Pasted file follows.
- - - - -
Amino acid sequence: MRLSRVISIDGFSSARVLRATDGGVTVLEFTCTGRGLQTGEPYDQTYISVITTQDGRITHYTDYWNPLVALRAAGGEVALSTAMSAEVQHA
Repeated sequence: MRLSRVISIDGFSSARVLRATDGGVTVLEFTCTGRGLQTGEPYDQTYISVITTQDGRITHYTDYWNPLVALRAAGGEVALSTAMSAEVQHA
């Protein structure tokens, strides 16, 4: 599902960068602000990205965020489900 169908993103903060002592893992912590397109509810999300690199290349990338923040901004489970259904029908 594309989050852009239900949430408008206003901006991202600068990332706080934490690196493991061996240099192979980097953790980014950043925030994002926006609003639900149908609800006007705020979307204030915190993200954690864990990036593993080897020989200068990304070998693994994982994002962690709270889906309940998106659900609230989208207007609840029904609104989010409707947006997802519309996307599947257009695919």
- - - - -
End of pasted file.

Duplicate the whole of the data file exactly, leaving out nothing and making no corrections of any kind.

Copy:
Amino acid sequence: MRLSRVISIDGFSSARVLRATDGGVTVLEFTCTGRGLQTGEPYDQTYISVITTQDGRITHYTDYWNPLVALRAAGGEVALSTAMSAEVQHA
Repeated sequence: MRLSRVISIDGFSSARVLRATDGGVTVLEFTCTGRGLQTGEPYDQTYISVITTQDGRITHYTDYWNPLVALRAAGGEVALSTAMSAEVQHA
């Protein structure tokens, strides 16, 4: 599902960068602000990205965020489900 169908993103903060002592893992912590397109509810999300690199290349990338923040901004489970259904029908 594309989050852009239900949430408008206003901006991202600068990332706080934490690196493991061996240099192979980097953790980014950043925030994002926006609003639900149908609800006007705020979307204030915190993200954690864990990036593993080897020989200068990304070998693994994982994002962690709270889906309940998106659900609230989208207007609840029904609104989010409707947006997802519309996307599947257009695919």